As Christians, why do we do what we do? With the New Year fast approaching, I've started to think and pray about goals. I ask questions like, What do I want to see done in 2014? And, how is that going to happen? But the most important question I think we can ask is, Why? Why are we setting certain goals and why do we want them achieved?
D.A. Carson has some helpful insights in his book A Call To Spiritual Reformation.
The Christian's whole desire, at its best and highest, is that Jesus Christ be praised. It is always a wretched bastardization of our goals when we want to win glory for ourselves instead of for him. When we arrange flowers in the church, or serve as an usher, or preach a sermon; when we visit the sick, or run a youth group, or attend prayer meeting–when we do any of these things, and more, with the secret desire that we might be praised for our godliness and service, we have corrupted the salvation we enjoy.*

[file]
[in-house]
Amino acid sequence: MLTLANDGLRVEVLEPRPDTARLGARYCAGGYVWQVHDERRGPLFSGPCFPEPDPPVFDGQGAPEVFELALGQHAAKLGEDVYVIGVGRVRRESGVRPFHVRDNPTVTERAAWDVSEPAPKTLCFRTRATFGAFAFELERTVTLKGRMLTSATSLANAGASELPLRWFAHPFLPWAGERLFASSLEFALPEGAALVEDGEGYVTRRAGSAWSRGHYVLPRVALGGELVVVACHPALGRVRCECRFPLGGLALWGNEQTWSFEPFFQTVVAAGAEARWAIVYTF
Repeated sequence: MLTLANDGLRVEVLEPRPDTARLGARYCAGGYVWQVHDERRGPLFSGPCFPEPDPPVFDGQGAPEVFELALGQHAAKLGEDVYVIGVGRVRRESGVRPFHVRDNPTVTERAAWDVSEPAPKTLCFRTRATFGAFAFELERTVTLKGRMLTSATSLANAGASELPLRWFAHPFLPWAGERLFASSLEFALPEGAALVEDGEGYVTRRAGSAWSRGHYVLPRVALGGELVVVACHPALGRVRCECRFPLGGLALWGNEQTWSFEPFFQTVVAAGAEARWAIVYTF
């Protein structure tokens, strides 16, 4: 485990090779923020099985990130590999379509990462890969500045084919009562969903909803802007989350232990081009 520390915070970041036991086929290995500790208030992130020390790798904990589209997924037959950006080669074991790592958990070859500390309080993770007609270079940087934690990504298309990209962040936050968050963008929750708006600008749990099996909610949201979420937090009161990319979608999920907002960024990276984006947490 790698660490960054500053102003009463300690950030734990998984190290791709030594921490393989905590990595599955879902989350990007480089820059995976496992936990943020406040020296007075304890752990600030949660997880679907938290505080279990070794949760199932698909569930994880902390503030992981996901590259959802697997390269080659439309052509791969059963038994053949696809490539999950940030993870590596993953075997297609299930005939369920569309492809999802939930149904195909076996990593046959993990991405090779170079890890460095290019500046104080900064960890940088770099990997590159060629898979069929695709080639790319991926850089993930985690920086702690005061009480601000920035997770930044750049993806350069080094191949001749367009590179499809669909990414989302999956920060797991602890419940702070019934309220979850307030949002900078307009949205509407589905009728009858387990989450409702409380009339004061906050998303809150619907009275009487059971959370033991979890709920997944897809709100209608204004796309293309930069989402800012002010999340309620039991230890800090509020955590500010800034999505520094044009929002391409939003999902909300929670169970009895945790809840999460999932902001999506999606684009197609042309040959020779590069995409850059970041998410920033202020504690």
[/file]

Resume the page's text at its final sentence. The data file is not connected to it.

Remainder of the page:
None of the things that we do or accomplish, no matter how great they might be, can do anything to save us or even make us look any better in the sight of God. Jesus has already done that for us. The implications of this reality are huge. This means that we now set goals with an entirely new mindset and motivation, namely, that Jesus would be glorified. And oh how this lifts a weight off of a persons shoulders. When setting goals or resolutions in light of the desire to glorify Jesus, the weight of performance is lifted off of ourselves because Jesus has already performed for us. Now we can set out to accomplish what we think God wants us to, but without fear of failure or receiving accolade for a job well done.
So as you begin to think and pray about what you want to get done next year, ask yourself the "Why" question. If the glory of Jesus is not your motivation, reassess your goals. But, if the glory of Jesus is your motivation, move forward joyfully and freely, knowing that you might succeed or fail, but in the end, with a heart set on honoring Christ, he is glorified, and therefore you are successful!
*Quoted from A Call To Spiritual Reformation, pg. 57.